August 19, 2010

When Saturday Comes…

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Liverpool FCNow that football has resumed after its lengthy summer break, this is perhaps a good opportunity to look back to previous seasons and see how the game and its place in society have altered.

This photo shows the Liverpool FC first team in the pub, brandishing pints, the day before the 1966 Merseyside derby (they beat a presumably less well fortified Everton 5-1). The shot was used as part of an advertising campaign by the Brewers' Society, featuring celebrities from the worlds of sport, film, television and literature.

Other images relating to 125 years of football are in our online exhibition '125 Years of the Beautiful Game: Football, Politics and Society', including top-end football kit from 1884, impressive footballing moustaches, and early debates over the morality of player transfers and the merits of fan-ownership.

August 12, 2010

The Good, The Bad and the UKFC

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Cinema vanClint Eastwood's recent appeal to the British Government to save the UK Film Council allowed the nation's sub-editors to dust off its Dirty Harry / spaghetti western puns, and served as another reminder of the close but often troubled relationship between the British film industry and government.

In the 1920's and 1930's all political parties saw the new medium of cinema as way of reaching out to a mass audience, the majority of whom would have had no access to other broadcast media. This image shows a small audience investigating the 'Touring Talkie Daylight Cinema Saloon', a converted van which toured the country and broadcast short topical films promoting the Labour Party. The Conservatives had a rival 'Touring Conservative Unionist Cinema'.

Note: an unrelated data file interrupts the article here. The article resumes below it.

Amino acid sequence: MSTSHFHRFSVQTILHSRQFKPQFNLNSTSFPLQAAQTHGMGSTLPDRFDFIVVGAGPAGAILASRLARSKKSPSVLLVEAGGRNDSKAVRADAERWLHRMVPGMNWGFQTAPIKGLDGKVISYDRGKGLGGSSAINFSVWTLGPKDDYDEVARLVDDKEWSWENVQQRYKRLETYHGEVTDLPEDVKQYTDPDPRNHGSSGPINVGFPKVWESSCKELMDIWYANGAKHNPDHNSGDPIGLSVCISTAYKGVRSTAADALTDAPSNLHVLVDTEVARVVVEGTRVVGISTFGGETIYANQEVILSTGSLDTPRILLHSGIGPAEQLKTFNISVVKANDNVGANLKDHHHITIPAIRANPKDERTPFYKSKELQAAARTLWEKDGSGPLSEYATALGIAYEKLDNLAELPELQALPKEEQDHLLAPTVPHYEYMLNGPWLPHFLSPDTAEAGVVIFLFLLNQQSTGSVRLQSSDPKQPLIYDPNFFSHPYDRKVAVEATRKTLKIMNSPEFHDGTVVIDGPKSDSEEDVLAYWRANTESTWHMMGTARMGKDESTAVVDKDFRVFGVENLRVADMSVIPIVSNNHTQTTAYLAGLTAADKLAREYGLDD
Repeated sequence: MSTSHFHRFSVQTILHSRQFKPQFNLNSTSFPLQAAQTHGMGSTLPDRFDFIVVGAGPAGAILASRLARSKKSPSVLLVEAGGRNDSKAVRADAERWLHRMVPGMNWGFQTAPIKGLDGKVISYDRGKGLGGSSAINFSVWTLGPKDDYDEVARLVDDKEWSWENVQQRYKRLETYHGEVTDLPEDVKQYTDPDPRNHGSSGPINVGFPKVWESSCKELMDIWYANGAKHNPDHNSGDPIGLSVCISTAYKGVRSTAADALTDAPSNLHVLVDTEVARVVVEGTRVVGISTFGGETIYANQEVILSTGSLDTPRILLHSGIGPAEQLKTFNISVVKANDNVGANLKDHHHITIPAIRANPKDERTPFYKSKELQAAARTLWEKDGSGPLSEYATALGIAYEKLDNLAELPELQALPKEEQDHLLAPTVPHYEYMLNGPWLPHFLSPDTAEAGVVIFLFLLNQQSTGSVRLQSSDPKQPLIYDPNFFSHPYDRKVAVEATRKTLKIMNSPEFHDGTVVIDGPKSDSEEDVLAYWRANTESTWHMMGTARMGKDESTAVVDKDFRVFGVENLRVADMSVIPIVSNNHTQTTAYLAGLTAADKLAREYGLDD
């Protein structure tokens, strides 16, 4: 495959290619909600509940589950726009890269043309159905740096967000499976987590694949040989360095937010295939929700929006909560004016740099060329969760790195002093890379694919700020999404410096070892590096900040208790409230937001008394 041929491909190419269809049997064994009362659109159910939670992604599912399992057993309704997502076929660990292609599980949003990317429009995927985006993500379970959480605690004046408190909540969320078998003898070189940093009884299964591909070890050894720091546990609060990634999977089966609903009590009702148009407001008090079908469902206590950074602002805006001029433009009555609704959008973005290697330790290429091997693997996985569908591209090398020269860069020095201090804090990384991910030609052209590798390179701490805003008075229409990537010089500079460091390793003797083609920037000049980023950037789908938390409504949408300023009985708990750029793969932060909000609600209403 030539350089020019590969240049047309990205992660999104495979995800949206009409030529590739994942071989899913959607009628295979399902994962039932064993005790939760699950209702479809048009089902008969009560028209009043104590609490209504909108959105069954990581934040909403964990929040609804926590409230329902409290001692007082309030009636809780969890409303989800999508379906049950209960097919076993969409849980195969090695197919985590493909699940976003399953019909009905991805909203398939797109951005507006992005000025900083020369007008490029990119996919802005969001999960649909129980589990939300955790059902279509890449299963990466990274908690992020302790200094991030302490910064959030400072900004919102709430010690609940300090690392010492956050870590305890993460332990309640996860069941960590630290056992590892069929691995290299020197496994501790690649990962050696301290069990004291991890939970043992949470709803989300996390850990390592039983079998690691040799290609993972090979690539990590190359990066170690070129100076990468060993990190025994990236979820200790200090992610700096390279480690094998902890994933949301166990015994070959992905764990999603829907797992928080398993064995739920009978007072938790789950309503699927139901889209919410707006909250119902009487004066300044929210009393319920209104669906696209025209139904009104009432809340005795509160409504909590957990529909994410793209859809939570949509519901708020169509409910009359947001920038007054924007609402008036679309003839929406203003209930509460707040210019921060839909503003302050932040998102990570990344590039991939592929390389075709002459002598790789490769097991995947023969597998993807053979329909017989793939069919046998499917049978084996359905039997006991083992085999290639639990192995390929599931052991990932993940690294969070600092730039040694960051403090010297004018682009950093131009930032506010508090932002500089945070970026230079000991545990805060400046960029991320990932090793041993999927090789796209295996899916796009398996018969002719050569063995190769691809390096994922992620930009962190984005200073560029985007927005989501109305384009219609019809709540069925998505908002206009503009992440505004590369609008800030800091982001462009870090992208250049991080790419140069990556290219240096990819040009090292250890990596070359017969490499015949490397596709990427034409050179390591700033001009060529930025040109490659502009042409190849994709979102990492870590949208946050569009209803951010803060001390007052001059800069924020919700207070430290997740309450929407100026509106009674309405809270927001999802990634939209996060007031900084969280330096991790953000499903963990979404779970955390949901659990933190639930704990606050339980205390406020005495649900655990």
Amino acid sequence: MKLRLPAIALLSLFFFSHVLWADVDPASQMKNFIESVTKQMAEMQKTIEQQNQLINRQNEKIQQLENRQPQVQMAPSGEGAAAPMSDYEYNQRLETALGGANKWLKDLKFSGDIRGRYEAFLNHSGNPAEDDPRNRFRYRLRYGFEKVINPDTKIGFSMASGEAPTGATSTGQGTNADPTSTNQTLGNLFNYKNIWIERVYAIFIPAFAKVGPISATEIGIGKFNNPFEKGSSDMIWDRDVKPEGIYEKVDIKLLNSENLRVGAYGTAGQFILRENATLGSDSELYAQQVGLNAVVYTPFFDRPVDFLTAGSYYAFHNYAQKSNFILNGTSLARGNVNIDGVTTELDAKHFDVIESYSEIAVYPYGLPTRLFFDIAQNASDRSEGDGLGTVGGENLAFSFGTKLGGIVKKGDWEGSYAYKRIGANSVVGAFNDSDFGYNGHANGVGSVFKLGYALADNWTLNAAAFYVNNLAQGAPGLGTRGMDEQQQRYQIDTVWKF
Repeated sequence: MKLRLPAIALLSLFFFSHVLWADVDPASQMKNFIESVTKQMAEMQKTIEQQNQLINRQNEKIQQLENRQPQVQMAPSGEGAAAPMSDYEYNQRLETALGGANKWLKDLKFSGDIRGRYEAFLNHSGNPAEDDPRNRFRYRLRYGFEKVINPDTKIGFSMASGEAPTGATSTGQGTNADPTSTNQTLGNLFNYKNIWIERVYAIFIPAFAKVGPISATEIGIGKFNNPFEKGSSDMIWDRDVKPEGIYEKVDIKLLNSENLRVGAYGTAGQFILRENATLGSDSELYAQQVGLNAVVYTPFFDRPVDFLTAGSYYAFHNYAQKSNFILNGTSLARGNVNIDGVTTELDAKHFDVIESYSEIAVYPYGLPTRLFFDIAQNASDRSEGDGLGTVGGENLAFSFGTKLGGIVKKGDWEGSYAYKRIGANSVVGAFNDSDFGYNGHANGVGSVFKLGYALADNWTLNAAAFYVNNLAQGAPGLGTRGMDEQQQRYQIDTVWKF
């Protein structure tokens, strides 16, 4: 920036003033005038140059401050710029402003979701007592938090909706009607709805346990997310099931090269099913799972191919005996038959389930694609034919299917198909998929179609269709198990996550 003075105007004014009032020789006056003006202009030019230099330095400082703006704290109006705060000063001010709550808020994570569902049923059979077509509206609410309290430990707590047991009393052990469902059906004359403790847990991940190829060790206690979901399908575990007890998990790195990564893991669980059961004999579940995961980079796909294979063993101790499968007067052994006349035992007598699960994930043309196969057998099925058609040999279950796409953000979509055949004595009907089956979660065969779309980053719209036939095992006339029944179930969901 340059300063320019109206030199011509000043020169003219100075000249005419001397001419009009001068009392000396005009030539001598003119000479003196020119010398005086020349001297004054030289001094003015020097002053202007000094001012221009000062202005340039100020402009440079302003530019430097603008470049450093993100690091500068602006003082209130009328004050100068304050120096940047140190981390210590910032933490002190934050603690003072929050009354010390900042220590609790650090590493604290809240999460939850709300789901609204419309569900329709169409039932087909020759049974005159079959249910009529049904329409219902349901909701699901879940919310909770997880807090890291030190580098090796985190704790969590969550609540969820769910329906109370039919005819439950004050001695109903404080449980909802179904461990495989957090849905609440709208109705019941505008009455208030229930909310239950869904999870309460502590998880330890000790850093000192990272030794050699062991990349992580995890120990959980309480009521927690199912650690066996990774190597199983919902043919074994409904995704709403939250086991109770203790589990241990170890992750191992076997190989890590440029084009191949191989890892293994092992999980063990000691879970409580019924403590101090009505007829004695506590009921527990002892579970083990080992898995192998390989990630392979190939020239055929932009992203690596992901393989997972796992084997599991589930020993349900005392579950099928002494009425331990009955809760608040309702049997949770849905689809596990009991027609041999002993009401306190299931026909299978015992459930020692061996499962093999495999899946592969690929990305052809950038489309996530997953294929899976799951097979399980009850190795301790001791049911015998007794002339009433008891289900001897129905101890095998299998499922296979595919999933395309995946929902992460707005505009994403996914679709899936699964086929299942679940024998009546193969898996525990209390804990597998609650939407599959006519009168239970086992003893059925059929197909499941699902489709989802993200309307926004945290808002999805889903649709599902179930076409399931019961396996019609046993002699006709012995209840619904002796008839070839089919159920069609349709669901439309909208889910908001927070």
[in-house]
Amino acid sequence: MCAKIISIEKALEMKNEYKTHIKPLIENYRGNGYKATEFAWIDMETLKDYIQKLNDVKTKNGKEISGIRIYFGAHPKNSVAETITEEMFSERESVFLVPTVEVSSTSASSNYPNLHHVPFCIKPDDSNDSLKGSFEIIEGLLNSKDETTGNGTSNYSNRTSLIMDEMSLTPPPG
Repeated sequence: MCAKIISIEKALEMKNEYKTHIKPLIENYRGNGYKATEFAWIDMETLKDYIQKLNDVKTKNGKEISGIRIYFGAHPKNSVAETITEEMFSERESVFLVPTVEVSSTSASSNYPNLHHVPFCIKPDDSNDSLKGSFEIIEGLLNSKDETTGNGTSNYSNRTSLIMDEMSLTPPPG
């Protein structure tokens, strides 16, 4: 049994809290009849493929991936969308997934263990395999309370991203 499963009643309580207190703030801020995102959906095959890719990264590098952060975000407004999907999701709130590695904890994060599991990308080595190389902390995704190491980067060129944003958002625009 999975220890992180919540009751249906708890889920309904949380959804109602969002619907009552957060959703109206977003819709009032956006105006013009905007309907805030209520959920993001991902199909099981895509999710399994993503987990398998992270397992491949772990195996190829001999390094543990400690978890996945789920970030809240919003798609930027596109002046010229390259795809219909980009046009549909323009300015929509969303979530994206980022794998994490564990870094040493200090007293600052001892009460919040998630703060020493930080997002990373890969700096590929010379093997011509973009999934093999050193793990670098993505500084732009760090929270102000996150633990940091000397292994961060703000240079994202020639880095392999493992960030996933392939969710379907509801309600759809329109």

The Modern Record's Centre's online exhibition on ''The Power of the Cinema': Film in the 1920s and 1930s' also includes a 1932 memorandum to the government from the CBI and TUC on the importance of the British film industry - concern is expressed over "the menace of Americanisation by means of the film", and the perceived threat from Hollywood imports to Britain's financial interests, "English speech, customs, and cultural standards".

Click on the 'thumbnail' for a larger image.

August 05, 2010

Little Horrors

Adventure playground photo“I don’t mind the noise and I don’t think it is an eyesore”

With the school summer holidays now in full swing, parents are again faced with the annual challenge of keeping their children occupied during what must sometimes seem like an eternity until September.  In 1955 this need was met in Crawley (Sussex) by the opening of an adventure playground. This view of children busily engaged on construction work is from a booklet issued to mark the playground's first year of operation, in which the above comment by a tolerant neighbour appears.

The booklet (reference MSS.121/AP/3/11/2) is one of many records relating to adventure playgrounds in the papers of Marjory Allen, Lady Allen of Hurtwood,  landscape architect, campaigner for pre-school education, and promoter of child welfare.  The establishment of such playgrounds was a reaction against the constraints of the typical municipal playground with its swings and its asphalt.  The diary of the Crawley playground's leader, which also features in this booklet, shows that the local children relished the hammering, the digging and the bonfires, but maybe a modern health and safety inspector would take a different view.

This document features in an on-line version of Charity begins at Home, an exhibition staged at the Modern Records Centre for a workshop organised by the Economic History Society and the Voluntary Action History Society on 27 March 2010.  The items were chosen to illustrate some of the research interests of those attending.

Click on the 'thumbnail' for a larger image.

July 29, 2010

Afghan Woes

afghanistan_refugees_mss.292d.956.2).jpgAppeal for donations to assist Afghan refugees in Pakistan, 1980